They floated off, the old man watching them, until the
tall grasses swallowed him up, and the only thing to be seen
was the blue bowl of sky overhead and the long,
stretched-out wings of a dark, silent cormorant that flew
"Ye gave him coin?
At Finianâ€™s sharp tone, Senna looked down and nodded.
He snorted. "Ye bribed him. Thatâ€™s something ye English
like to do."
She smiled loftily. "And something you Irish like to do
is assume you understand the meaning of things. â€™Twasnâ€™t a
bribe. And if you cannot see that, then I am at a loss for
He snorted again. "Thatâ€™ll be a rare day in hell."
"You snort a lot," she pointed out.
He stared at her. "Lie down."
"An Irishman in an Irish curaigh floating down an Irish
river with a sack of skins is unremarkable. You,
remarkable. Lie down."
"How am I remarkable?" she asked, already lowering herself.
He just looked at her.
She did insist on disrobing somewhat, rather than lying
in wet leather, to be baked like a cod in the sun. He
grumbled but she was resolute, and in the end, he relented.
A brief, disagreeable delay ensued, wherein she hitched
and yanked at various wet clothes, disrobing down to a thin
linen shift. Then she lay down in the bottom of the boat.
The sacks of skins were not down here with her, she
realized irritably, although they would have made perfect
bedding. But they were perched on one of the benches,
sunning themselves. Finianâ€™s sword and bow were down here
with her, of course, out of sight but within easy reach.
They were also poking her.
She shuffled around, trying to fit into the small cramped
hull of the boat, which really was not where she wished to
be, not even for a moment. She was squished, her arms tight
up against her sides. It smelled. It was mucky. It was
wet. Wet, as if a small pond held a secret life down in the
basin of the curmudgeonâ€™s curaigh, or whatever Finian had
"Mmm?" He didnâ€™t look down. His powerful arms kept up a
powerful paddling. She could almost feel the river skiffing
away not an inch below her body.
"I think thereâ€™s fish down here."
"Aye. This river has many fish."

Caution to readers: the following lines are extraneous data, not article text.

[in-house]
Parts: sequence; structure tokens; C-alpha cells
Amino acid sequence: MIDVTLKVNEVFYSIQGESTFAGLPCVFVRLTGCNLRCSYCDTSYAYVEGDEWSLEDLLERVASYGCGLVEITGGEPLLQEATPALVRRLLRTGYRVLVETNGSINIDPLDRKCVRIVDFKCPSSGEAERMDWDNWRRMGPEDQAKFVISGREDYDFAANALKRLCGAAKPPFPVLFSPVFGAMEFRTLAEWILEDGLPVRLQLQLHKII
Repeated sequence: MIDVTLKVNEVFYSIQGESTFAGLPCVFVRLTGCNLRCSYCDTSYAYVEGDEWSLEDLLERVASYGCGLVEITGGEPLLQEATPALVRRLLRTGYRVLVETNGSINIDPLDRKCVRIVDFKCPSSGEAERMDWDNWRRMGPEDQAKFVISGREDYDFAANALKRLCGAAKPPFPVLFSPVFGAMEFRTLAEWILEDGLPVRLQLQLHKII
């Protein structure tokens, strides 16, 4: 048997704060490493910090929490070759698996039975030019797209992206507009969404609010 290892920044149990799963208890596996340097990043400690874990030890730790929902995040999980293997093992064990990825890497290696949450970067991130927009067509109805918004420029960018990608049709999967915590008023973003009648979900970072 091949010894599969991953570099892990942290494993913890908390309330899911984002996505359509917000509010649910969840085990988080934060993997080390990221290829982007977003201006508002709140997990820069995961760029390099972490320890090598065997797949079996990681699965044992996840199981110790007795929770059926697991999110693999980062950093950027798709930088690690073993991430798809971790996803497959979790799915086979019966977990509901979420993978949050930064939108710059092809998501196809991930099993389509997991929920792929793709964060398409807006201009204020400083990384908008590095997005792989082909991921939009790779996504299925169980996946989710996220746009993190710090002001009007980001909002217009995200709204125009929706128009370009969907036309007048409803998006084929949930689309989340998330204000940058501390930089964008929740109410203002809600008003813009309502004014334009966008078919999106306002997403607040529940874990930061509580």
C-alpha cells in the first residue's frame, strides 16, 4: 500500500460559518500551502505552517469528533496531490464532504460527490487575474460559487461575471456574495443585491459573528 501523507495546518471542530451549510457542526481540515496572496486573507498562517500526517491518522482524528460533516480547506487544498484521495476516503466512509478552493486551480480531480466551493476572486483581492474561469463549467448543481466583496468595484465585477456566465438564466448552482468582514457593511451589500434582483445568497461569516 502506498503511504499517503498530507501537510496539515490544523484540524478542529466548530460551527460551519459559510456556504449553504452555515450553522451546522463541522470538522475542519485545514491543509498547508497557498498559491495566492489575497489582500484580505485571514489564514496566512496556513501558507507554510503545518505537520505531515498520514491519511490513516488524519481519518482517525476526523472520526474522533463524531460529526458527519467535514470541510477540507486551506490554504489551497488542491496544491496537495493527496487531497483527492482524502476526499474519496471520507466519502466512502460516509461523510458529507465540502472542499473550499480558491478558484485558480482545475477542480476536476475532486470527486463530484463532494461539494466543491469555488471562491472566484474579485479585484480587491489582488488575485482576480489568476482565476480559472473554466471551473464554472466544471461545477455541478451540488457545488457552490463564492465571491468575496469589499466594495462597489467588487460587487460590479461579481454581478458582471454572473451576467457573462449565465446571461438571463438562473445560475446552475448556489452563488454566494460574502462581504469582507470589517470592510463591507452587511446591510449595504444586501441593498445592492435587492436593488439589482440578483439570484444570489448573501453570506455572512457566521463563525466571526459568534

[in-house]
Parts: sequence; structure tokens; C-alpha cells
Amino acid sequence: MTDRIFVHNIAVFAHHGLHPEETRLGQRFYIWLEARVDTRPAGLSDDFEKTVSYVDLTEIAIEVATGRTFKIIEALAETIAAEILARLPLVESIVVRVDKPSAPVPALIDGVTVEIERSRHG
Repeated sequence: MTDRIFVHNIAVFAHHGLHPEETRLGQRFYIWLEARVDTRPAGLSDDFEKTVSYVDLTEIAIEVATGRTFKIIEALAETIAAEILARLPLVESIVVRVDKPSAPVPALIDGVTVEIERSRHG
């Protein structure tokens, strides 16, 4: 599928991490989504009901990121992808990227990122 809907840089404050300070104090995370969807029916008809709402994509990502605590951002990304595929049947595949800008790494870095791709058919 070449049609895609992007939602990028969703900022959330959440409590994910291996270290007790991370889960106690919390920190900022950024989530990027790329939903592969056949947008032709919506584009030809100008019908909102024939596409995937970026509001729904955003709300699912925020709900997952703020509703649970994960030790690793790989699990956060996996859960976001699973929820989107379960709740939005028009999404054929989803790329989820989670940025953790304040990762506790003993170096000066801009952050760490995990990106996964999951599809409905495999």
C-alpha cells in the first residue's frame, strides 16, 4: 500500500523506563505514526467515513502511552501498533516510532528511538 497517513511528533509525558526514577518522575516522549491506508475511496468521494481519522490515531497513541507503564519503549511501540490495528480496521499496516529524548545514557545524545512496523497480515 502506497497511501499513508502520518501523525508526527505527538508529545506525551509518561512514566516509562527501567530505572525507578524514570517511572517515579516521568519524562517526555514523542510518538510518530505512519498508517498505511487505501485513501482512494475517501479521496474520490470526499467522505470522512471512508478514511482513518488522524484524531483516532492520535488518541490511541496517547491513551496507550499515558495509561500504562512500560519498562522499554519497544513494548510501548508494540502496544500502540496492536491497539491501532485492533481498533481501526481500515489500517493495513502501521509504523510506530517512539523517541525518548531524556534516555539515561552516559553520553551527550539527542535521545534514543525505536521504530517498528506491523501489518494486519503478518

"No. I mean this boat. Swimming around me. Little tiny
His lips twitched.
"If you laugh, Iâ€™m getting up," she warned.
"Hush." His voice went low, his lips hardly moved.
Senna barely had time to feel a tingle of concern before she
heard the shouts of men at the shoreline. The rush of panic
came flying for her. English men. Soldiers.
Theyâ€™d been found.
"Heave to, Irishman," one of the soldiers called.
Finian shoved the paddle deep into the mud of the
riverbed, keeping the boat from sailing any further, which
would have sent the soldiers shouting for whatever others
were billeted the people and patrolling the lands. It also
kept the curragh from going any closer to the shore.
"That looks like Oâ€™Malleryâ€™s nubbinâ€™ boat," one of them
"Thatâ€™s so," agreed Finian easily. "He let me use it."
"Not bloody likely," muttered the shorter one. They two
stared at each other a moment, then the taller one snapped
"Oâ€™Mallery donâ€™t let his wife use his pecker," he
growled. "Come over here, boy."
Senna could almost feel Finian rise up in the boat, like
a huge wave uncoiling itself close to shore. She grabbed
his boot. His steely gaze snapped down. With her free
hand and an open palm, she mimed going softly down. Sit
down, calm down.
"For me," she whispered.
He fired his gaze up again. "Thereâ€™s only two of them,"
he said, not moving his lips.
"Now thereâ€™s only two," she whispered. "You said you